OpenGL News Archives
The Torque 2D game engine (early adopter release) provides a complete cross platform 2D game development solution with built in rigid-body dynamic physics, particle effects editor, sprite based animations, TorqueScript, static and animated tiles, multi-channel sound, a fast swept-polygon collision detection system and a OpenGL API hardware accelerated 2D rendering. Torque also announced the Torque Constructor interior editor which offers rapid previewing and real-time modification with in-engine previewing. Available for Windows, Linux and Mac OS X.
BodyPaint 3D for SOFTIMAGE|XSI brings the unique OpenGL API-accelerated 3D painting features to character animators, game developers and motion picture artists. It lets you in real-time, texture complex models without distortions, and with full control even over specular maps, transparency or reflection
This application demonstrates the realistic rendering of clean and foggy water, fire and sky with vertex and fragment programs. All effects use texture perturbation to avoid a static look. It also features y-axis billboarding and simple collision detection/response. The water effect is explained in a tutorial detailing using OpenGL API vertex and fragment shaders.
Genomorama interactively displays multiple genomes (DNA sequences) using a powerful yet easy to use interface that leverages the visualization power of the OpenGL API and the substantial bioinformatic infrastructure provided by the NCBI. It feature multi-scale visualization (the picture you see depends on the current scale) and sophisticated search and comparison and runs on Mac OS X (using Carbon), Microsoft Windows (using MFC) and Linux (using Motif). Executables and source code are freely provided.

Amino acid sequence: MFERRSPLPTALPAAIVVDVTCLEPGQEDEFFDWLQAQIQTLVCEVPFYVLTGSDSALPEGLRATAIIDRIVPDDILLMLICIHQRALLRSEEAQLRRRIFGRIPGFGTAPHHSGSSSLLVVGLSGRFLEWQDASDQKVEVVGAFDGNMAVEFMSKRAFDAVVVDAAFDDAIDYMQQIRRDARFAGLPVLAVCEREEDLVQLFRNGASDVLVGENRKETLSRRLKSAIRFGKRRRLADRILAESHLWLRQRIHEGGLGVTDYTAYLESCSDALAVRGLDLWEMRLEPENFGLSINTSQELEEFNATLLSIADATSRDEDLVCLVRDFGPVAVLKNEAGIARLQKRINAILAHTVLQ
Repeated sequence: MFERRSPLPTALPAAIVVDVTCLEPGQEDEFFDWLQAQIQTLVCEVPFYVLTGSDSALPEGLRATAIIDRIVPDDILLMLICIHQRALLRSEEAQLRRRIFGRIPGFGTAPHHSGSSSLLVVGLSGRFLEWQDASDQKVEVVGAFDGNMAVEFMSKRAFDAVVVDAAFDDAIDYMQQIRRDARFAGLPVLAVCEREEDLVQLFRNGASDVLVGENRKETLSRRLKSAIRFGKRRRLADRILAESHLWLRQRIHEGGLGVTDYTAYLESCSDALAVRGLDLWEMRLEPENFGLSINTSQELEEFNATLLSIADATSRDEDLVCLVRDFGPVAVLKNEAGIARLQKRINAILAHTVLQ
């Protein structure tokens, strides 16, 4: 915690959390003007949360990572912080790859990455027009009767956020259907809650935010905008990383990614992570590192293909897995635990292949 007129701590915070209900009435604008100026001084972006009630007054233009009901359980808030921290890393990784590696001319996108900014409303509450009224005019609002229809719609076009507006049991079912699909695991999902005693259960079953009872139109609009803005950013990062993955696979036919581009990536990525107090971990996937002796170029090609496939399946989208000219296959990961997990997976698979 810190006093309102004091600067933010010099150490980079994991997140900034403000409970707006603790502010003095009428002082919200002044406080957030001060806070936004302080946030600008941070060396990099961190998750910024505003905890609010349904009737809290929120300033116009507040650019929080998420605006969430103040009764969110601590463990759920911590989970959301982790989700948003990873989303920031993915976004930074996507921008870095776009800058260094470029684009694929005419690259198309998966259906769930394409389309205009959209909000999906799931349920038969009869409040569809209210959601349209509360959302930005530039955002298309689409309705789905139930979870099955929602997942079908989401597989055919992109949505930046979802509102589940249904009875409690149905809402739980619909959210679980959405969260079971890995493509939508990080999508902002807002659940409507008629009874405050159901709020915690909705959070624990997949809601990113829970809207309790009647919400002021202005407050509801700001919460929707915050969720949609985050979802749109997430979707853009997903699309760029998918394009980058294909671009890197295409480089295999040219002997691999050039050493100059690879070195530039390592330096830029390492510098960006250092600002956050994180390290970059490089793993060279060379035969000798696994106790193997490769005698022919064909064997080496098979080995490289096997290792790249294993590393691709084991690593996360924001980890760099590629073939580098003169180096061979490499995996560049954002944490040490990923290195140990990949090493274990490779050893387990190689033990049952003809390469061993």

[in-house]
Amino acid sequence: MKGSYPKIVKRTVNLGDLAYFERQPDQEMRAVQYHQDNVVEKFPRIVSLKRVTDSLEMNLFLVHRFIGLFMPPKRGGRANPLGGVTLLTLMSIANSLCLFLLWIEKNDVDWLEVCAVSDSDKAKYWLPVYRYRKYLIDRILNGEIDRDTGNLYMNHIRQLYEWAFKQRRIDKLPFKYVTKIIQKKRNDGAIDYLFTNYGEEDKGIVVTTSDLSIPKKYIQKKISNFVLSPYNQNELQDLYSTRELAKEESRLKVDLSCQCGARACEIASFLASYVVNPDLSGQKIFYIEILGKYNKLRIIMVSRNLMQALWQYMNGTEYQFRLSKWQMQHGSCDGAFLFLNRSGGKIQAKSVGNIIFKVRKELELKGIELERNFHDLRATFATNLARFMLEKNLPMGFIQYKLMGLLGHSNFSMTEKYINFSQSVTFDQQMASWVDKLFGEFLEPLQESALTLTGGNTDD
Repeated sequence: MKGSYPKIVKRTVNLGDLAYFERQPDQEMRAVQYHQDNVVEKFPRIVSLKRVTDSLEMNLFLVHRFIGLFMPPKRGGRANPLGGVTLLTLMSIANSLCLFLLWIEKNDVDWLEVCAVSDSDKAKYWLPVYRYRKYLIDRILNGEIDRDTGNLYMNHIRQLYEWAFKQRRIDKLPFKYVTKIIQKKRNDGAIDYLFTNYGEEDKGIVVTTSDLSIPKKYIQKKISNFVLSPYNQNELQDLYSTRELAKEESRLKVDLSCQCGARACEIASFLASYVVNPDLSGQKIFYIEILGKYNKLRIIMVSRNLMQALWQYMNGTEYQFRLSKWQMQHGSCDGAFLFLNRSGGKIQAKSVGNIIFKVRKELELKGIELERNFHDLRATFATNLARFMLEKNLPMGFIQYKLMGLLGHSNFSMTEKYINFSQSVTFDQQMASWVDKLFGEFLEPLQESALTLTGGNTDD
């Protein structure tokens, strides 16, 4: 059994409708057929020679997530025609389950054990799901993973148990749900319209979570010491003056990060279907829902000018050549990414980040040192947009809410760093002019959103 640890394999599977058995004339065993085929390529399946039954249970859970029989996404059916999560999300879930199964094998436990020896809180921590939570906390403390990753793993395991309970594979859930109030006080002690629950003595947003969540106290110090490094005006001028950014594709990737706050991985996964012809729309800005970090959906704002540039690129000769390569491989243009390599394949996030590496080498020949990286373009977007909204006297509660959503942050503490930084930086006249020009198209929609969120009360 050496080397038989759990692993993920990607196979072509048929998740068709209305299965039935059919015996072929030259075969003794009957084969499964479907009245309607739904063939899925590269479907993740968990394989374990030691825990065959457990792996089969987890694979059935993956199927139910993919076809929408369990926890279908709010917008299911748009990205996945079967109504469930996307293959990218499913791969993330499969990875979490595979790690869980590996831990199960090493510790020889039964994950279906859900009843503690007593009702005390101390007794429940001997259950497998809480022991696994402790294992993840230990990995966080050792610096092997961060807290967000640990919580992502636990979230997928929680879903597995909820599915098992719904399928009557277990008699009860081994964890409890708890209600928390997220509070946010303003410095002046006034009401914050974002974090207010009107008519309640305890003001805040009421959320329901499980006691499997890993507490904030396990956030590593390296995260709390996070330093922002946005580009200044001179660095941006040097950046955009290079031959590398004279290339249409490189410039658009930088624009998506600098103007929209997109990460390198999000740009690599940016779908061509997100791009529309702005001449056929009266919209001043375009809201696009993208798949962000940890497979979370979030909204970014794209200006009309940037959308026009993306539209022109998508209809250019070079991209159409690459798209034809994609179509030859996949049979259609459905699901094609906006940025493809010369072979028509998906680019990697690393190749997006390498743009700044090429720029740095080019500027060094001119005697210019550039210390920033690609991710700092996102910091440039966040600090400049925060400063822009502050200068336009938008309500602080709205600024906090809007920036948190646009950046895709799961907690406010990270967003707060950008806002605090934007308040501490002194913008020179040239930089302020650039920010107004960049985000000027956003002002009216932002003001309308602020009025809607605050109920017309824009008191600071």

Celebrate St Patrick’s Day by watching a Drunken Leprechaun wander around your screen in amazing OpenGL API-accelerated 3D. Watch out tho, he’s not house broken. Includes over 100 Irish tunes as background music and a countdown to March 17th
The RealmForge GDK is an open-source, cross-platform game development middleware for advanced 3D games and simulations. It is written entirely in C# for use with the .NET Framework. The new v.06 contains the source code, the pre-built binaries, dependencies, and the Axiom source code as well. The plugin architecture lets you use the OpenGL API for rendering inclduing shaders.
If you are interested in OpenGL ES (OpenGL for mobile devices and embedded devices like avionics system) check out the OpenGL ES 1.X demos being shown at Game Developers Conference in San Francisco. On the consumer side there will be hot demos from ATI, Nvidia, Hybrid, PowerVR, Bitboys, Falanx, TI, and FutureMark. On the Avionics side look for ALT Software, Seaweed Systems and Quantum3D. All of these names are recognizable from their work on desktop OpenGL. As OpenGL ES and OpenGL come closer together with OpenGL ES 1.2 and 2.0, the portability from desktop to mobile to embedded systems becomes more seamless.
Ch is an embeddable C/C++ interpreter for cross platform scripting, 2D/3D plotting, shell programming, numerical computing and embedded scripting. It supports the OpenGL API under Win32, Unix, Linux, and Mac OSX for cross platform scripting without compilation. Ch can be easily embeded or plugin into other C/C++ application programs as a scripting engine for games etc. The new v5.0 includes multithreading for embedded scripting. Ch SDK is now free and bundled with Ch for distributing.